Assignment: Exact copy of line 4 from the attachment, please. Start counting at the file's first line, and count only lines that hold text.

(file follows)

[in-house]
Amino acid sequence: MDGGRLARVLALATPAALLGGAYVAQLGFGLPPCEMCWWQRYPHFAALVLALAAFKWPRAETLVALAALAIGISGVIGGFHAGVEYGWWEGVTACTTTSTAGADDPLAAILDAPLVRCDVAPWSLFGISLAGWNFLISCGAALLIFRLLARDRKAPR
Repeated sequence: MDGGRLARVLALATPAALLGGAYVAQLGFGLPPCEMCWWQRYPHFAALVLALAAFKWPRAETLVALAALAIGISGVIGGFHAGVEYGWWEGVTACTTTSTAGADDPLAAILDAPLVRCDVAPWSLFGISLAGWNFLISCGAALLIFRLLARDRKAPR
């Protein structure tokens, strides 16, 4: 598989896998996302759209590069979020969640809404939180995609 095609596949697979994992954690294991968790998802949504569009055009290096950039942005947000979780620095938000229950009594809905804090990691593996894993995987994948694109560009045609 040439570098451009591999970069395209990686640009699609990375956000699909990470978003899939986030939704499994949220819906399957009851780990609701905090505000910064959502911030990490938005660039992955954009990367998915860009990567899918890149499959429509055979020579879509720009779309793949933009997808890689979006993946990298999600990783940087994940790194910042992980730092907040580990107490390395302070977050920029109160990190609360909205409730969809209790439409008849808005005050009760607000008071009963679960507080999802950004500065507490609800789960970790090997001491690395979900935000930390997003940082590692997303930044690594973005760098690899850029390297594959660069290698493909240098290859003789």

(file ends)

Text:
């Protein structure tokens, strides 16, 4: 598989896998996302759209590069979020969640809404939180995609 095609596949697979994992954690294991968790998802949504569009055009290096950039942005947000979780620095938000229950009594809905804090990691593996894993995987994948694109560009045609 040439570098451009591999970069395209990686640009699609990375956000699909990470978003899939986030939704499994949220819906399957009851780990609701905090505000910064959502911030990490938005660039992955954009990367998915860009990567899918890149499959429509055979020579879509720009779309793949933009997808890689979006993946990298999600990783940087994940790194910042992980730092907040580990107490390395302070977050920029109160990190609360909205409730969809209790439409008849808005005050009760607000008071009963679960507080999802950004500065507490609800789960970790090997001491690395979900935000930390997003940082590692997303930044690594973005760098690899850029390297594959660069290698493909240098290859003789």